By Mustapha Jallow / Makutu Manneh
Greenpeace, a non-governmental environment organization on Wednesday October 23rd 2019 launched its report on the exportation of fishmeal and fish oil in West Africa by foreign investors.
During the event held at a local hotel in Kololi, a Greenpeace official called on West African states to take immediate steps to stop the threat to sub-regional fish stocks for the security and livelihood of their people.
According to the Official, the fish stocks on which these coastal countries of the sub-region depend on is being diverted for local consumption to factories where it is turned into fishmeal and oils for export to foreign countries.
The group raised strong concerns about the expanding fishmeal industries in Mauritania, Senegal and the Gambia.
“All three species of fish used for FMFO are essential for food security and they are being over-exploited. Rather than feed the local people, West Africa’s fish stocks is increasingly nourishing the fish firms of other countries,’’ the official said.
Mustapha Manneh, the Greenpeace consultant in the Gambia explained how fishmeal industries came into being in 2015; that the industry started with Golden Lead in Gunjur which has not operated during the former Government and returned to China. According to Manneh, the Golden Lead family came back to Gambia following the change of Government in 2016; that another fish meal factory owned by a Chinese and counterparts in Mauritania was built in Kartong but started operating in 2017; that the Nessim fishmeal factory also owned by a Mauritanian but operated entirely by the Chinese, was built in 2017 but started operation in 2018 in Sanyang village.
“We want to bring to the attention of Gambians, the environmental issues affecting the country because we tend to realize that these fish meal factories are badly polluting the environment. You will not know how bad the smell is around the vicinity of these factories until you visit the area. The toxic waste they produce from their factories is a bad smell that everyone inhales in Sanyang and Kartong. The pollution has brought community members together to stand against the factories,’’ he explained.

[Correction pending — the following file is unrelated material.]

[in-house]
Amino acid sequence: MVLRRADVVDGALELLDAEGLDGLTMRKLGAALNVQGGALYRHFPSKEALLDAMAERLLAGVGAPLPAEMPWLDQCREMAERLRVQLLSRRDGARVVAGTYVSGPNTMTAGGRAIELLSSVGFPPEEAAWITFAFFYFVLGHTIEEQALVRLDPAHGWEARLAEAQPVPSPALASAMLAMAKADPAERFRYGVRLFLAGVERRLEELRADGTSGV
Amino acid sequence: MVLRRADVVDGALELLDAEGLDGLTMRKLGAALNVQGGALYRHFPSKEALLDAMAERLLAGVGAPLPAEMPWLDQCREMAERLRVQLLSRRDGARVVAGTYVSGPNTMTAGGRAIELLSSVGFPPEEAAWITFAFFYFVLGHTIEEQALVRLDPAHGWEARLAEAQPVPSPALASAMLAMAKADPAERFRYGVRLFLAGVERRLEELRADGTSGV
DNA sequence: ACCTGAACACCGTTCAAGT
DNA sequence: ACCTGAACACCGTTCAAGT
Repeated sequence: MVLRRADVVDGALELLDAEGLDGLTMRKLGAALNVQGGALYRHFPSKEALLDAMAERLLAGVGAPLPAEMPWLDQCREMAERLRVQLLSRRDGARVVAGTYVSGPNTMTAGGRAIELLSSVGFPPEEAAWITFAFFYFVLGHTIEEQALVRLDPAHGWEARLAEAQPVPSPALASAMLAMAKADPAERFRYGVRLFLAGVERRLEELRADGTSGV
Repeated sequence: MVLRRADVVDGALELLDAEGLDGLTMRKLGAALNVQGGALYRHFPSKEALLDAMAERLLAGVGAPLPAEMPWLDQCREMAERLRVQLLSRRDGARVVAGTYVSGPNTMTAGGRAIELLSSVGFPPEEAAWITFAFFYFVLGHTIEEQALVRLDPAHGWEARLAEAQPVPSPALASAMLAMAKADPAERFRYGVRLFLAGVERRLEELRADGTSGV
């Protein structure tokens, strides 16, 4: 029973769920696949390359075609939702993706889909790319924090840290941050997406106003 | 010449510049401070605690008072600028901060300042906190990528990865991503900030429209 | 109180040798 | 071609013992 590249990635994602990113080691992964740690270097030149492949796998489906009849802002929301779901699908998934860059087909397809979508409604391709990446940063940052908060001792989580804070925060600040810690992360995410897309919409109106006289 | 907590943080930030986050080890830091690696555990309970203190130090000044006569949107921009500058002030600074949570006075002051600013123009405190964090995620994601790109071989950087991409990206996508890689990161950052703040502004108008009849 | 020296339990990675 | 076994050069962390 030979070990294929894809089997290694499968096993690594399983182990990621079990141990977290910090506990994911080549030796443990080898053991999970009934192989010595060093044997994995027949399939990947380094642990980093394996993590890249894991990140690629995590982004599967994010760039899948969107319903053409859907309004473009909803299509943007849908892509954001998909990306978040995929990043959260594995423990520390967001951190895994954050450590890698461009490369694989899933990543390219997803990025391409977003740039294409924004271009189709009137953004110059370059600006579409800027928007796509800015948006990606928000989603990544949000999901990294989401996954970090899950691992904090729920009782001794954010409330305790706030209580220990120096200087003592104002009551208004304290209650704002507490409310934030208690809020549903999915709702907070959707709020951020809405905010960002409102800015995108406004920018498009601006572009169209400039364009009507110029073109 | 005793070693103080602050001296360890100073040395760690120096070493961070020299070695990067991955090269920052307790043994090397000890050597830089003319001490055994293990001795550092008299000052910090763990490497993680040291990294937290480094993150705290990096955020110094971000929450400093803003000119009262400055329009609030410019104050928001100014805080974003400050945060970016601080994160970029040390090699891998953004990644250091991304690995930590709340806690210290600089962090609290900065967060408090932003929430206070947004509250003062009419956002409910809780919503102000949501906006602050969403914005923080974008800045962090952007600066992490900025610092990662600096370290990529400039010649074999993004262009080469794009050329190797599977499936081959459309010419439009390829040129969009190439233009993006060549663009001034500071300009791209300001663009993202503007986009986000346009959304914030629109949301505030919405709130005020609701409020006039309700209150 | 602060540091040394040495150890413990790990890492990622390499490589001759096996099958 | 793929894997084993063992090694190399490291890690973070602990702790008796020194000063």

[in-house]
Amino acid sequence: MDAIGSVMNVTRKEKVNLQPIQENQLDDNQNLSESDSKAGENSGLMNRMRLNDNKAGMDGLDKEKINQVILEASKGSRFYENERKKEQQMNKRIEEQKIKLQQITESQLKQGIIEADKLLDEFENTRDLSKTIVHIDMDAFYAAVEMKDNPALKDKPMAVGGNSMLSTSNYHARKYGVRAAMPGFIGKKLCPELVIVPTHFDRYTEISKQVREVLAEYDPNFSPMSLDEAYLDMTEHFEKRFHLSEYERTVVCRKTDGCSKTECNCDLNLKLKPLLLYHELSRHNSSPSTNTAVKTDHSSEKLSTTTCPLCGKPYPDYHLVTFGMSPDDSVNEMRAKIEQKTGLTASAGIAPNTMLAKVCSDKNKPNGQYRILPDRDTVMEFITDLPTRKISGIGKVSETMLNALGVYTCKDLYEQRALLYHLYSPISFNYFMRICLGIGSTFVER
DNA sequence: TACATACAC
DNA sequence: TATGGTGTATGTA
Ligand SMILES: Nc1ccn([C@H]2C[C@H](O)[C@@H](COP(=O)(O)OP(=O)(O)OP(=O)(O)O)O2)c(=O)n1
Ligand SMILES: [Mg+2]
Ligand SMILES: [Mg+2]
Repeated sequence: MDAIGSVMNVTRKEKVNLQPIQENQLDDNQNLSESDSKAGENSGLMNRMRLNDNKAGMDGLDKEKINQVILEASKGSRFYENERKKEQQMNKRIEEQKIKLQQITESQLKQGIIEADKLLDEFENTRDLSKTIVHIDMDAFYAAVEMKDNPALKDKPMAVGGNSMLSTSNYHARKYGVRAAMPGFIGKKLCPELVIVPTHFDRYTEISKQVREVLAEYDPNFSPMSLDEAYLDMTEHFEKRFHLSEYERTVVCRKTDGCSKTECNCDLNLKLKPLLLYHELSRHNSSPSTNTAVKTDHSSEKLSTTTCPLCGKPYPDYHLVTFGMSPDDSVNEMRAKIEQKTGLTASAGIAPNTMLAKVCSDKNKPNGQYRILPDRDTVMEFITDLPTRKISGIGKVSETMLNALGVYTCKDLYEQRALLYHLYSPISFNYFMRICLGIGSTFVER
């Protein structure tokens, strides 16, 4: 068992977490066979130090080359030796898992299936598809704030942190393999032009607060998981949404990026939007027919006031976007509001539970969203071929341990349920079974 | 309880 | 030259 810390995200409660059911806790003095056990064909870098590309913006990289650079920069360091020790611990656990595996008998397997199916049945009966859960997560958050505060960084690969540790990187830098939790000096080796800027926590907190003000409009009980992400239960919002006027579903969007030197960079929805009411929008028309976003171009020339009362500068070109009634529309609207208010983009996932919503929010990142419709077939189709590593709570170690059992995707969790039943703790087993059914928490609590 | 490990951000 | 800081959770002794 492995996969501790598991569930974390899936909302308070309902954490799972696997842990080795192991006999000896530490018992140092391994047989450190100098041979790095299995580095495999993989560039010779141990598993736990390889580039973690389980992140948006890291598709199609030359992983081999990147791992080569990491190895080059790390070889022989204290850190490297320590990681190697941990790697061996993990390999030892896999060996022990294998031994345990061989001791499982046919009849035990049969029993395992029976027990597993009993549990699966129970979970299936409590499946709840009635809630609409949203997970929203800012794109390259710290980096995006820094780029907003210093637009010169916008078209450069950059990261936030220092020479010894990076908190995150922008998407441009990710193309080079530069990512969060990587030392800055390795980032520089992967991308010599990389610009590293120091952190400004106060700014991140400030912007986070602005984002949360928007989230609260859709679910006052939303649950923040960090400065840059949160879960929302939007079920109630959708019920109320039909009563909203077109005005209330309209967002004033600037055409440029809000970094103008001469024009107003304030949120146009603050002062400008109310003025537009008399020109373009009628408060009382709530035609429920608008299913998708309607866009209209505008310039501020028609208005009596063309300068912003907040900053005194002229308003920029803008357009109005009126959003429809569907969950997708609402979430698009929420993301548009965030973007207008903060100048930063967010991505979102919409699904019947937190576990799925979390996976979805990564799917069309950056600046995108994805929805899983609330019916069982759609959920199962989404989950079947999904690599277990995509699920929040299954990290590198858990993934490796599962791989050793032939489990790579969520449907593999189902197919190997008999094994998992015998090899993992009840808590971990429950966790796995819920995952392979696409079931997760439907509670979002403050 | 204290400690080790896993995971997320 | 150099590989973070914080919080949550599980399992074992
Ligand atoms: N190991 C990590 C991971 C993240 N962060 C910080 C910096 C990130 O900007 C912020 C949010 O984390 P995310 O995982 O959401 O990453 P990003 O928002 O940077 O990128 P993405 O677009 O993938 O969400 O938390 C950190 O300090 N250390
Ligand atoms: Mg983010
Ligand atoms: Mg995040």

The Greenpeace consultant continued that it is not only the bad smell that the community face, but how these fish meal factories treat their waste.
Manneh however said there was a requirement put in place by the Gambia Government that every fish meal investor should have a treatment plant and should be able to conduct an impact assessment for these communities; but that none of these communities were lucky enough to lay their hands on this social assessment.
“It would be a disaster if Government did not conduct their assessment to know the impact that the fishmeal factories have on these communities. It is a real concern to us, because we believe that the environment that we live in should be clean and friendly as well,’’ he said; that division erupted in these communities as a result of the activities of these fishmeal factories polluting their environment. He pointed out that these fish meal factories buy fish at low prices than the local people.
“When a basket of fish costs D300 for the local people, the fish meal factories would buy it at D200 and the price will definitely reflect on the market. If the prices are expensive, then the poor would not be able to afford it. The issue of the level of poverty in the Gambia is high because fishmeal factories are taking all stocks that belong to local people to feed their pigs, chicken and other farm animals,’’ he said; adding that most of the fishmeal factories sell the fish caught in Gambian waters at high prices to Gambians.
In his opening remarks, Bakary Coulibaly, the Communications Officer at Greenpeace said the international body was established in 1971 with the aim of tackling pollution and against the exploitation of fishmeal industries in West Africa.
Momodou Semega Janneh, an environmental activist said it is irresponsible for Government departments to be involved in allowing the fishmeal factories to operate in communities; that they do not only disturb villagers but also affect the country’s tourism.
Dr. Alieu Bah, Greenpeace’s political adviser said fishmeal factories pollute the environment of some of West African countries because the factories operate close to residential areas. “People depend mostly on fish especially the people,” he said.
Abdou Kunta Fofana, a fisherman from Sanyang said Government should stop the operation of fishmeal factories: that from their observations, the smell causes sickness among the people.
“The trawlers are also killing the small fish,” Fofana said; that as at now the lives of communities are at risk because of the bad smell they inhale every day.